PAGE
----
Georgia Demands Rivian Secure, Maintain Factory Site

Issues Include Site Security and Stormwater Management
Rivian locked gate
A locked gate on a closed road near the site of a planned Rivian electric truck plant in Rutledge, Ga. (John Bazemore/AP)

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Electric vehicle maker Rivian said it is working to secure and maintain the site of its planned Georgia factory, as well as preparing the land for vertical construction as soon as it can move forward with the $5 billion project.

Letters exchanged by Rivian and lawyers for the state of Georgia and a local joint development authority show the state putting pressure on the California-based EV maker to divulge how it will comply with terms of its land lease and incentive agreement amid the stoppage. These issues include site security, stabilizing graded land with vegetation and stormwater management.

Runoff from the graded site has been a persistent source of frustration from neighbors of the property along I-20 in southern Walton and Morgan counties. A number of Georgia lawmakers have sought to punish the company, though Gov. Brian Kemp has said Georgia will honor its commitments to the state’s second-largest economic development project, and he expects Rivian to honor its promises.

In March, Rivian put the factory on pause before the start of vertical construction. Rivian also said it would shift initial production of the new R2 electric crossover it planned to build in Georgia to its existing plant in Illinois. The move was made to bring the lower-cost EV to market faster and cut more than $2.2 billion in costs.


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“This change in plans will require Rivian to promptly address issues concerning site conditions, site safety and post-construction stormwater and hydrology, among other issues,” lawyers for the state and the Joint Development Authority of Jasper, Morgan, Newton and Walton counties, wrote in the March 22 letter. The letters were first reported by Atlanta Business Chronicle.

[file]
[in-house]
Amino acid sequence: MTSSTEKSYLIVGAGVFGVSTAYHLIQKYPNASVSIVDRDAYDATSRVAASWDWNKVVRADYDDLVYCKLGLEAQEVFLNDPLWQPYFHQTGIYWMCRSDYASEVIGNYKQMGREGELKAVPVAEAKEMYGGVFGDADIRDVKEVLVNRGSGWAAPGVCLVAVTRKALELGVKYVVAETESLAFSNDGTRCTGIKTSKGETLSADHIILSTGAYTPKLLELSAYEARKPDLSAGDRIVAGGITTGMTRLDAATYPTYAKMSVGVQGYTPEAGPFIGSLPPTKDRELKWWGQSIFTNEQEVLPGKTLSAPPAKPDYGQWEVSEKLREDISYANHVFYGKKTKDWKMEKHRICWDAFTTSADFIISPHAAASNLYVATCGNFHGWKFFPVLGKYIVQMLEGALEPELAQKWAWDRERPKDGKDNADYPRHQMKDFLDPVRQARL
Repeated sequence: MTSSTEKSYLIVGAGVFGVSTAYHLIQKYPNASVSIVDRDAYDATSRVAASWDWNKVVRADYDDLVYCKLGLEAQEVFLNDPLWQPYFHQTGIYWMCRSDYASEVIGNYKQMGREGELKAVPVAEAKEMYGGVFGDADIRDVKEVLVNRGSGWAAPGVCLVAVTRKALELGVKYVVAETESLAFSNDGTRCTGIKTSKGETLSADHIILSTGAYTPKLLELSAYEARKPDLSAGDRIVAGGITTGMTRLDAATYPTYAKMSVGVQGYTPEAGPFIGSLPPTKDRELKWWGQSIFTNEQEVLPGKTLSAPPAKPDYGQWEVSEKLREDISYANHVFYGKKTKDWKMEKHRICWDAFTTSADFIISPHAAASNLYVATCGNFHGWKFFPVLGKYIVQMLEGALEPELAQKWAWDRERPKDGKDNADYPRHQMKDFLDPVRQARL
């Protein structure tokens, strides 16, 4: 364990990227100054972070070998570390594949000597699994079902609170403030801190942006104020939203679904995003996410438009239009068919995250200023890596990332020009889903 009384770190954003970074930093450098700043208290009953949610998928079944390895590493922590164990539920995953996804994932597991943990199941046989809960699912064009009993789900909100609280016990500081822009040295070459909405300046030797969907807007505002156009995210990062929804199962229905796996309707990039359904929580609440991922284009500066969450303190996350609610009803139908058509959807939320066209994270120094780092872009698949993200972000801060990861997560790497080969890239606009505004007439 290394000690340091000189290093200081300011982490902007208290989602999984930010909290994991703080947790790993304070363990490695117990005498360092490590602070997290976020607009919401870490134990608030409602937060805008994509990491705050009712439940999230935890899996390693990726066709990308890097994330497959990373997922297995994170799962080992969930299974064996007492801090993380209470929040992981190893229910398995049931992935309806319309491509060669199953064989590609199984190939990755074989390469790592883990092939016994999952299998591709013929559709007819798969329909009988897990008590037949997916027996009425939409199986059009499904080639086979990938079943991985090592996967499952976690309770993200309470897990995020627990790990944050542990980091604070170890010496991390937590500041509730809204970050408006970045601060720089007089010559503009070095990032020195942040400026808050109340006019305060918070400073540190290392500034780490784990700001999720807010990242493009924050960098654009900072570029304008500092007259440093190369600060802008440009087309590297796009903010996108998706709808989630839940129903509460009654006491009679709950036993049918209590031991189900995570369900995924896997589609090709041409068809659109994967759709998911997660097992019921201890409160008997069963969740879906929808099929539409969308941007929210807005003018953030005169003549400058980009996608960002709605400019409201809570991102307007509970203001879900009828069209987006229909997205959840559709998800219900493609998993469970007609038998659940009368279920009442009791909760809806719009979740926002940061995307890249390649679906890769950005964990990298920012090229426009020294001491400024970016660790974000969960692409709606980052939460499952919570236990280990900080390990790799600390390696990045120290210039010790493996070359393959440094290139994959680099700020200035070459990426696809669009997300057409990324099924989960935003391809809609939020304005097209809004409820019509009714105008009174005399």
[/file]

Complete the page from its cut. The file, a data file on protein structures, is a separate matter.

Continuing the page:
In a statement and documents sent April 19 to The Atlanta Journal-Constitution, Rivian said it “is committed to bringing this project to life and fulfilling its responsibilities to the state and people of Georgia.”

That includes “strategic site development activities” the company said that “will allow us to transition quickly to vertical construction when the time comes.”

In a letter to the state and JDA dated April 18, Rivian Chief Policy Officer Alan Hoffman said “the depth and breadth of this work has not yet been determined.”

Rivian has said Georgia remains important to the company’s future and it expects to start vertical construction “as soon as we finish scaling the initial production of R2″ in Illinois. A specific start date has not been announced, but the company has said it expects to start R2 deliveries in 2026.

“Rivian’s overall goal is to use the pause to prepare the project to go vertical when the pause is lifted,” Hoffman said in his letter.

Long term, electrification is seen as the future of the automotive industry. The R2, a lower-cost crossover designed for mass-market appeal, is also key for Rivian’s future. But the sector has grappled with softening demand in recent quarters and a number of major players, including Rivian and rival Tesla, have cut jobs and made other strategic shifts to weather the storm.

Hoffman said that site security “is of paramount importance” and the company is developing security policies. Rivian will have fencing and controlled access of the site and its construction company, Clayco, will remain the site’s operator and “maintain a constant presence.”

Hoffman said Rivian would honor commitments it made under its lease and other agreements, including stormwater management and stabilizing the graded areas of the property. Those commitments include compliance with state and federal environmental regulations.

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State and local leaders provided Rivian with an incentive package of land, tax breaks, credits and other inducements valued at $1.5 billion in exchange for the company building the factory and hiring 7,500 workers. Most of the incentives, however, only accrue to Rivian if it meets its obligations.

Rivian’s economic development agreement requires the company to collectively meet 80% of its promised jobs and investment by the end of 2030 and maintain those metrics through 2049. Otherwise, they’d be subject to clawback measures.

In a statement sent to the AJC, Hoffman said “these concrete actions demonstrate our continued commitment to the state and people of Georgia as we look ahead towards construction of our future facility in Stanton Springs North.”


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